McKinsey pro-bono effort helps shed light on “hidden” cause of child blindness

Many people assume that blindness is an issue with the eye—clinicians and special educators included.

But many children with blindness have perfectly healthy eyes. Instead, their blindness is due to cortical/cerebral visual impairment (CVI), a brain-based visual impairment caused by damage to the visual processing areas of the brain.

Because the visual impairment comes from the brain, it most often presents in children who have another neurological diagnosis. CVI can present in many ways, such as difficulty recognizing materials, processing motion, or safely navigating through space. These factors can make CVI difficult to diagnose, leaving kids without the specialized care they need.

“This has really been a hidden epidemic,” says Ilse Willems, senior director of the CVI Center at Perkins School for the Blind, an international NGO in Boston for children with CVI that also advocates for CVI awareness, resources, and support. “We’ve never had the data to show just how prevalent CVI really is.”

Ilse Willems and Dave Power of Perkins School for the Blind
Ilse Willems and Dave Power of Perkins School for the Blind
Ilse Willems and Dave Power of Perkins School for the Blind

That’s starting to change. Perkins, undertook a sweeping research study to understand the extent to which CVI is underdiagnosed in the US, and McKinsey joined to provide critical data analyses. The study identified about 180,000 cases of CVI in the US, even though only 24,000 were officially diagnosed—and this is still likely an undercount.

The work confirmed what those at Perkins had long suspected.

“We received authoritative verification of what is, to some, a mystery affliction,” says Dave Power, president and CEO of Perkins. “The study told us there's more incidence than we might've imagined.”

A methodical approach

Collecting data to analyze the prevalence of CVI would not be easy. Sarah Pickard, a doctor who has experience caring for CVI patients and is now an expert in the firm’s Life Science practice, had a clear grasp of the challenge ahead—for instance, there is not a single unique code to identify CVI in the data.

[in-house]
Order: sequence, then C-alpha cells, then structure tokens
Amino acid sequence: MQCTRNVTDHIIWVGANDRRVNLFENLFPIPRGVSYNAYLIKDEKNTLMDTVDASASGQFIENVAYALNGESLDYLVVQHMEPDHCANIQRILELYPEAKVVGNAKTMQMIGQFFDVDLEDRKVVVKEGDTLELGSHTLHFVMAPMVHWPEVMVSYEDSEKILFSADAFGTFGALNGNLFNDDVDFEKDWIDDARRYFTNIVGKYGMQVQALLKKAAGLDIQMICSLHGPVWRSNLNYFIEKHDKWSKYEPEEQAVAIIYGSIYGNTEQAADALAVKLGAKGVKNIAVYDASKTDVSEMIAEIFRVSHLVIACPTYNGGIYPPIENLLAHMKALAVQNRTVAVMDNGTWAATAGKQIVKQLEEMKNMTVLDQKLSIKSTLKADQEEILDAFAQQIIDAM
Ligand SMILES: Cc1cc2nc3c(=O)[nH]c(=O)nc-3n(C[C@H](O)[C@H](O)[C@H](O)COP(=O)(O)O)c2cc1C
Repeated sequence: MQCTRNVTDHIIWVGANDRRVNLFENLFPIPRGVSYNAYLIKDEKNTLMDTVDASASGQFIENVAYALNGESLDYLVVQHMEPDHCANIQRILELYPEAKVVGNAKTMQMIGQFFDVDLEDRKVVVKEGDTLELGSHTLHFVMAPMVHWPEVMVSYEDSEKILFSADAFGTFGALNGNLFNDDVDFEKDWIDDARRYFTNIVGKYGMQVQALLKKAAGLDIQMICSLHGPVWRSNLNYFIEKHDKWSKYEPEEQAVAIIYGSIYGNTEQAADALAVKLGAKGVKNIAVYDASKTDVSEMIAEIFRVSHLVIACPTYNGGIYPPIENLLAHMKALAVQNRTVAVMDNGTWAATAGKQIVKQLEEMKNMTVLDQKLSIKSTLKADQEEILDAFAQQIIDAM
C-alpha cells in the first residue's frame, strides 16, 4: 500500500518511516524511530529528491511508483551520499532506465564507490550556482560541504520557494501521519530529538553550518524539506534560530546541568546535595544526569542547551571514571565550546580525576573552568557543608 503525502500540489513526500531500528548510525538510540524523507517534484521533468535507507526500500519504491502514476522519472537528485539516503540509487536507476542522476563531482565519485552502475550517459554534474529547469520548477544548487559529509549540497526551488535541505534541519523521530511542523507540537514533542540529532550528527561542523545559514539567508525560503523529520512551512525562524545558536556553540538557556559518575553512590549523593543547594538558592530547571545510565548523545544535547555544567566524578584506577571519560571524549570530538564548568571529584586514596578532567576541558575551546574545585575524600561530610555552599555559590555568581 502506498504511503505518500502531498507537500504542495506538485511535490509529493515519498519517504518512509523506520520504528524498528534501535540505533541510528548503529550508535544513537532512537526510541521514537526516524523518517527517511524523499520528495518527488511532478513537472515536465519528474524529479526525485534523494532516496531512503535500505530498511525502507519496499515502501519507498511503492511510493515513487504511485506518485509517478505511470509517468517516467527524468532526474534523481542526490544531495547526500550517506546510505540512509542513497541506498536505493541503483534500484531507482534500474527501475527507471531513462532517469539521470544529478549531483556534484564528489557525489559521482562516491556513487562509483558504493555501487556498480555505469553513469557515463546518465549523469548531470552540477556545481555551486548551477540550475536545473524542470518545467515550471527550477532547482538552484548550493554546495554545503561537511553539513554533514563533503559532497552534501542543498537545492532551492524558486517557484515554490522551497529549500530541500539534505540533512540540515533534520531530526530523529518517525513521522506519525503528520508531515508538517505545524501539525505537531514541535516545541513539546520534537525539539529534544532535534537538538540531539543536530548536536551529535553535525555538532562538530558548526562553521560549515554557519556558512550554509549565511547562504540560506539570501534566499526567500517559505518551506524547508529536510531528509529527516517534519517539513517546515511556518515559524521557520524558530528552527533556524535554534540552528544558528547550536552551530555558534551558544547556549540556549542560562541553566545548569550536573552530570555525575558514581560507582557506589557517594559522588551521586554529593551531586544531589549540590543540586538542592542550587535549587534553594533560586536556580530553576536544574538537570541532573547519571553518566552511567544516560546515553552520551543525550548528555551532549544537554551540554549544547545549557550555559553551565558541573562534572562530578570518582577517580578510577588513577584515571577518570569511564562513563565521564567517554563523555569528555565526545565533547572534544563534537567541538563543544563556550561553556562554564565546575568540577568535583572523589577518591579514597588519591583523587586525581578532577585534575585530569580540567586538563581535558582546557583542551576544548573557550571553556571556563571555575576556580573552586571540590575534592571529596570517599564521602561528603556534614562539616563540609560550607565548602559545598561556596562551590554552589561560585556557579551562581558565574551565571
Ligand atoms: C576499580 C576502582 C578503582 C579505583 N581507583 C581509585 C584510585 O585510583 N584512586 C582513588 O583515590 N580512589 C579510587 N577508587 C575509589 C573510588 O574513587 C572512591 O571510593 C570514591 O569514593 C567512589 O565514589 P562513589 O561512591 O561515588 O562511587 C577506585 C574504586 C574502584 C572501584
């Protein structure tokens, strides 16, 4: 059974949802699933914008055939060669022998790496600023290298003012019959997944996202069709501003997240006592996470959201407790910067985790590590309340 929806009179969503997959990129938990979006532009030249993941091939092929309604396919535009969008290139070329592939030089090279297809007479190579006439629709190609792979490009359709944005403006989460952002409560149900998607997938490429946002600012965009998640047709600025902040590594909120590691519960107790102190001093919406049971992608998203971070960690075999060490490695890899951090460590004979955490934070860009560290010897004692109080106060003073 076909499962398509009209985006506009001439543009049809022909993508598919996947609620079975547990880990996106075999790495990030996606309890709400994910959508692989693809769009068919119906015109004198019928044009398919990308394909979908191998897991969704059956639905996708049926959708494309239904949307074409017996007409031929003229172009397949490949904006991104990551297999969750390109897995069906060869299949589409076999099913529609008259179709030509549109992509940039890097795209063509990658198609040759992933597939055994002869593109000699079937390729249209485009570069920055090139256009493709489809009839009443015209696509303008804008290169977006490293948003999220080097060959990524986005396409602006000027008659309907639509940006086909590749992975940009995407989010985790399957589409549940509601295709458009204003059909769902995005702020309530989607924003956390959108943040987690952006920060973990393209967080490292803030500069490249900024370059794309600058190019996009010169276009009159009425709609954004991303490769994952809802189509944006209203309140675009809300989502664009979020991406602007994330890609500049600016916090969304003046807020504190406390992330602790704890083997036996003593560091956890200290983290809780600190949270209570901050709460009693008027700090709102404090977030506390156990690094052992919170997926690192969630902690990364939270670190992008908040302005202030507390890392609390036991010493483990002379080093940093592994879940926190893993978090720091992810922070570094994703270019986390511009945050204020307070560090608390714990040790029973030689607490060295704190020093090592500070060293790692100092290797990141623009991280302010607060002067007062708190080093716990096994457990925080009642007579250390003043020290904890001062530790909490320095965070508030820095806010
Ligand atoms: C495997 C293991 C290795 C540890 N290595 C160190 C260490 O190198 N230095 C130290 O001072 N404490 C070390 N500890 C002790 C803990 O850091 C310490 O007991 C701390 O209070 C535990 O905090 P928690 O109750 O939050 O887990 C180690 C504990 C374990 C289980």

“We’re dealing with the lack of a unique medical insurance diagnosis code, a lack of CVI training for practitioners, and a lack of sufficient resources to address the amount of need,” says Sarah.

McKinsey's Sarah Pickard
McKinsey's Sarah Pickard
McKinsey's Sarah Pickard

Sarah and the McKinsey team started with donated data from Komodo Health, a healthcare patient data company, and then interviewed clinical experts to understand how to identify CVI patients within this real-world, anonymized data. McKinsey data scientists then used this information to build an algorithm, giving the team a machine-learning engine to find children with CVI in the patient data.

The algorithm uses several characteristics from the data of patients with a diagnosis of CVI to assess against patients without a CVI diagnosis. Using these factors, it’s able to determine the likelihood of CVI being present in patients without a diagnosis.

“What we found is that for every one patient that was diagnosed there were about four more that weren't diagnosed,” says Sarah. “And we believe this may be a conservative estimate.”

Putting the data to work

The McKinsey team mapped out the data into a visualization that they then overlayed with county-level data of a variety of social risk factors, including access to physicians, percent uninsured, poverty rate, and access to transportation.

We really generated what I would say is new information for the field that likely would not have been able to be generated without these resources.

Sarah Pickard, McKinsey expert

This patient data combined with population health information is helping guide Perkins’ next steps in advocating for CVI patients. Now, Perkins can target its work for the best impact, and back up its initiatives with the McKinsey data.

Their work includes creating training materials for medical providers, teachers of students with visual impairments and others who work with them, such as physical therapists and speech therapists; conducting training on diagnosing CVI, including ways to test in a clinical setting, especially for nonverbal patients; and advocating for the creation of a medical code for CVI. These tools will be especially useful in areas where data shows CVI prevalence is high, but resources are scant.

A girl flies a rainbow kite; A toddler looks up smiling
A girl flies a rainbow kite; A toddler looks up smiling.
Photos courtesy of Perkins School for the Blind.
A girl flies a rainbow kite; A toddler looks up smiling

Providers for and parents of children with CVI from around the world look to Perkins for support and information and attend their annual conference in Boston. Because CVI is a neurological disorder, with the right therapies, children have the potential to really improve functional vision.

“When a child makes progress, it’s like a miracle, but you can't pull off those miracles without a playbook, and that’s what we’re providing,” says Dave. “And now we have the data we need to do it.”

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